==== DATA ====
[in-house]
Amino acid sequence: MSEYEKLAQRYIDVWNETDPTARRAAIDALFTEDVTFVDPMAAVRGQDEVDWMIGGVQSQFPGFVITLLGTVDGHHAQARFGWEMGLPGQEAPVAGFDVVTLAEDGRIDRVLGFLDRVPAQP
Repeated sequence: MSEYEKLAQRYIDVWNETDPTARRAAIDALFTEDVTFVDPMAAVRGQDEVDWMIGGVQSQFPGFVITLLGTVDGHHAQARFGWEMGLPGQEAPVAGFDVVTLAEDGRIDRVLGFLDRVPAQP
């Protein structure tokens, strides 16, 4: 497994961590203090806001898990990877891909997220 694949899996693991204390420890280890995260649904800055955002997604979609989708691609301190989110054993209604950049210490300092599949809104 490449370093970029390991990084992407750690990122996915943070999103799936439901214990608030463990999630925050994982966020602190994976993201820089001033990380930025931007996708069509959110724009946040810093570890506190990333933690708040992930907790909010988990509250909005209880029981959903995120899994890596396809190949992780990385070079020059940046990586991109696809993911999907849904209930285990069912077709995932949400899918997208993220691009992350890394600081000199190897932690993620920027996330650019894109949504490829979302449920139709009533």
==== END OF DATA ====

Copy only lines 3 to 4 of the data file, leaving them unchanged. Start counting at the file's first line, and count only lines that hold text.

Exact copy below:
Repeated sequence: MSEYEKLAQRYIDVWNETDPTARRAAIDALFTEDVTFVDPMAAVRGQDEVDWMIGGVQSQFPGFVITLLGTVDGHHAQARFGWEMGLPGQEAPVAGFDVVTLAEDGRIDRVLGFLDRVPAQP
């Protein structure tokens, strides 16, 4: 497994961590203090806001898990990877891909997220 694949899996693991204390420890280890995260649904800055955002997604979609989708691609301190989110054993209604950049210490300092599949809104 490449370093970029390991990084992407750690990122996915943070999103799936439901214990608030463990999630925050994982966020602190994976993201820089001033990380930025931007996708069509959110724009946040810093570890506190990333933690708040992930907790909010988990509250909005209880029981959903995120899994890596396809190949992780990385070079020059940046990586991109696809993911999907849904209930285990069912077709995932949400899918997208993220691009992350890394600081000199190897932690993620920027996330650019894109949504490829979302449920139709009533």